The Freezer Bar: Basics and Beyond
Whether you've purchased one of our new bottles or are a seasoned veteran, here's everything you need to know about building your own Freezer Bar at home.
Why Freezer Bar?
We developed our Freezer Bar Bottle to celebrate one of our favorite cocktail party tricks: mixing cocktails ahead of time and storing them in the freezer, which ensures we’ll always have perfectly chilled, ready-to-serve drinks on hand. When cocktail hour comes around, you simply grab a bottle, pour it into a glass, and garnish. This technique also allows you to serve exactly how much cocktail we want; instead of mixing a full-size Martini, for example, we can pour a mini Martini whenever the mood strikes.
How to Freezer Bar
Because of high-proof alcohol’s low freezing point, you can batch drinks in 750ml glass bottles, dilute them with water, then chill them until you’re ready to drink. This method works only with spirituous cocktails—that is, drinks that don’t involve citrus and that are high enough in proof to resist freezing. Drinks that typically fall into this category are Old Fashioneds, Manhattans, Martinis, and Negronis, including the endless variations and riffs within each category. So long as the overall proof of the mixture is 30 percent alcohol or above, it won’t freeze in a standard home freezer (most residential units hold temp around 0° Fahrenheit); the freezing point would be -1.75° Fahrenheit.
With any freezer cocktail, you have to account for the water that would be added when stirring the drink over ice. But if you just freeze the cocktail without adding a bit of water, the result will be a very stiff, unbalanced drink. In the case of a stirred drink served up, such as a Manhattan, that amount would fall between 1½ and 2 ounces for a single cocktail. However, adding a full 2 ounces of water to the freezer drink would lower the overall ABV to the point where the cocktail would partially freeze. Instead, we generally start by adding 10 to 15 percent water for cocktails that contain vermouth, like Manhattans and Martinis (depending on the proof of the ingredients), in this case pulling back considerably and adding between ½ and ¼ ounce of water per individual drink.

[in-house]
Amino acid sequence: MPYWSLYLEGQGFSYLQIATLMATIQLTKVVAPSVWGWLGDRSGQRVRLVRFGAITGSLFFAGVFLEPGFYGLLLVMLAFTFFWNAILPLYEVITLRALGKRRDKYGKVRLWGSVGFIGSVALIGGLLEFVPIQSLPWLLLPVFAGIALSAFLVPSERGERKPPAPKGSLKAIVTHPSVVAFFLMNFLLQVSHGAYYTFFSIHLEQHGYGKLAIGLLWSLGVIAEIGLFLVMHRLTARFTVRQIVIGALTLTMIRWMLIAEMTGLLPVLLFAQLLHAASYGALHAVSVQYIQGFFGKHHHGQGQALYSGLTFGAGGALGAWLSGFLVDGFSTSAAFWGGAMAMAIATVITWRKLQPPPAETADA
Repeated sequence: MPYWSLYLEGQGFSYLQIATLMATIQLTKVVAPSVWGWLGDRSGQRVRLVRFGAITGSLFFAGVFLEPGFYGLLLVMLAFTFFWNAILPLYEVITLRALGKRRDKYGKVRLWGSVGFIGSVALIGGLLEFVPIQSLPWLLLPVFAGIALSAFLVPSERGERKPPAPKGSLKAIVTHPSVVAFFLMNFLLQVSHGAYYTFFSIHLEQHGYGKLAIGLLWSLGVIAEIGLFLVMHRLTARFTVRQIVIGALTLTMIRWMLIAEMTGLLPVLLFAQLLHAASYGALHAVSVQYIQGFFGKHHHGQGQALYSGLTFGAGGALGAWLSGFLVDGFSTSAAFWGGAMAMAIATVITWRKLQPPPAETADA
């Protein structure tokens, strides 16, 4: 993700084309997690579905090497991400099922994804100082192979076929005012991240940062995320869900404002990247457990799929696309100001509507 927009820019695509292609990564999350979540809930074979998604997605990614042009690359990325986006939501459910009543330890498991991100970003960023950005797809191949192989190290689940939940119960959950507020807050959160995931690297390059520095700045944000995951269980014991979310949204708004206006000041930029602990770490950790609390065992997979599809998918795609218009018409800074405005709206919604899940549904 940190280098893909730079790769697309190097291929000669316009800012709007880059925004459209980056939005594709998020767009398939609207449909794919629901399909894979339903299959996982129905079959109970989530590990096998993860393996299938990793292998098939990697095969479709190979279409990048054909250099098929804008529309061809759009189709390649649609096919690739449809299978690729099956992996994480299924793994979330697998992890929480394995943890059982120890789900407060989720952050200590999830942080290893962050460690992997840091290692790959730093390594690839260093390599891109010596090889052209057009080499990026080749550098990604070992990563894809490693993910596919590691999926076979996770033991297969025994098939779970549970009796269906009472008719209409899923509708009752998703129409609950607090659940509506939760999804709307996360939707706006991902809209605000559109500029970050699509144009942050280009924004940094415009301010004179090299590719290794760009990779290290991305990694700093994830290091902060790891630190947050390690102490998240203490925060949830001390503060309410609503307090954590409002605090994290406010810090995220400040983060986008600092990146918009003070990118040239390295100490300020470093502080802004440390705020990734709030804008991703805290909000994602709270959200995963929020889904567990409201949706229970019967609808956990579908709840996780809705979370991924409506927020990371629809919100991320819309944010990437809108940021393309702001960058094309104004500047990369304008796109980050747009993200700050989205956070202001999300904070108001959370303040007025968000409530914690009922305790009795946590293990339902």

For cocktails served on the rocks—such as a Negroni, an Old-Fashioned, or variations on both—because of the higher proof, you can get away with a bit more water; for Old-Fashioned styles, we recommend around 20 percent added water, or about ½ ounce per individual cocktail, scaling up as you batch multiple cocktails.
If you choose not to dilute your freezer bar cocktails ahead of time, you can always add water to taste when you’re ready to serve.
And then there are the bitters to consider. In large batches, bitters magnify in intensity (we don’t understand why; it’s sorcery). Our basic rule of thumb is to cut the bitters amount in half in any batch over five cocktails, taste, and add more as needed.
Freezer Bar Tiny Tweaks
Because we’ve been freezing cocktails both in our bars and in our homes for several years, we’ve come up with several ways to enhance Freezer Bar drinks. Here are a few of our favorite “tiny tweaks”:
- One of the things we love about freezer cocktails is their adaptability. A Martini can sometimes be a bit too alcoholic or just not what you’re in the mood for. That presents a great opportunity to think of the batched Martini as a base spirit of sorts. You can top a Freezer Bar Martini with seltzer for a clean, herbal highball, or even add some fresh lemon juice and a small amount of simple syrup and shake it up for a very complex sour. You’ll need to adjust the sweet and sour depending on what’s in the batched Martini, but it’s a great way to experiment and gain a better understanding of balance in cocktails.
- Any freezer bar batch should have enough proof to extract delicious flavors; instead of just infusing one component, why not infuse the entire cocktail? We typically use a pressure-infusion method (which we cover in both Cocktail Codex and Death & Co Welcome Home), but if you prefer not to use the technique, in most cases you can combine the infused ingredient with the batch in a sealed container and allow to rest at room temperature for 24 hours or until the flavor is noticeable. We especially like to use seasonal ingredients in our infusions. In early summer, when strawberries are at their peak, our freezers are full of strawberry-infused Negronis (use the discarded berries to make the best damn sorbet you’ve ever had!). And in winter, strips of Meyer lemon zest go into our Martinis and Bamboos.
- We’ve yet to meet a batched freezer cocktail that isn’t benefited by a tiny splash of eau de vie. This is a favorite “tiny tweak” for lots of freezer cocktails: adding a small amount of unaged fruit brandy (pear most commonly, but there are plenty of others to explore!) into a batched Martini, Manhattan, Sazerac, or Negroni. Not all combinations go well together, but that’s the fun of exploring, too—playing with the ratios to find a flavor profile that’d be difficult to match in a single serving drink.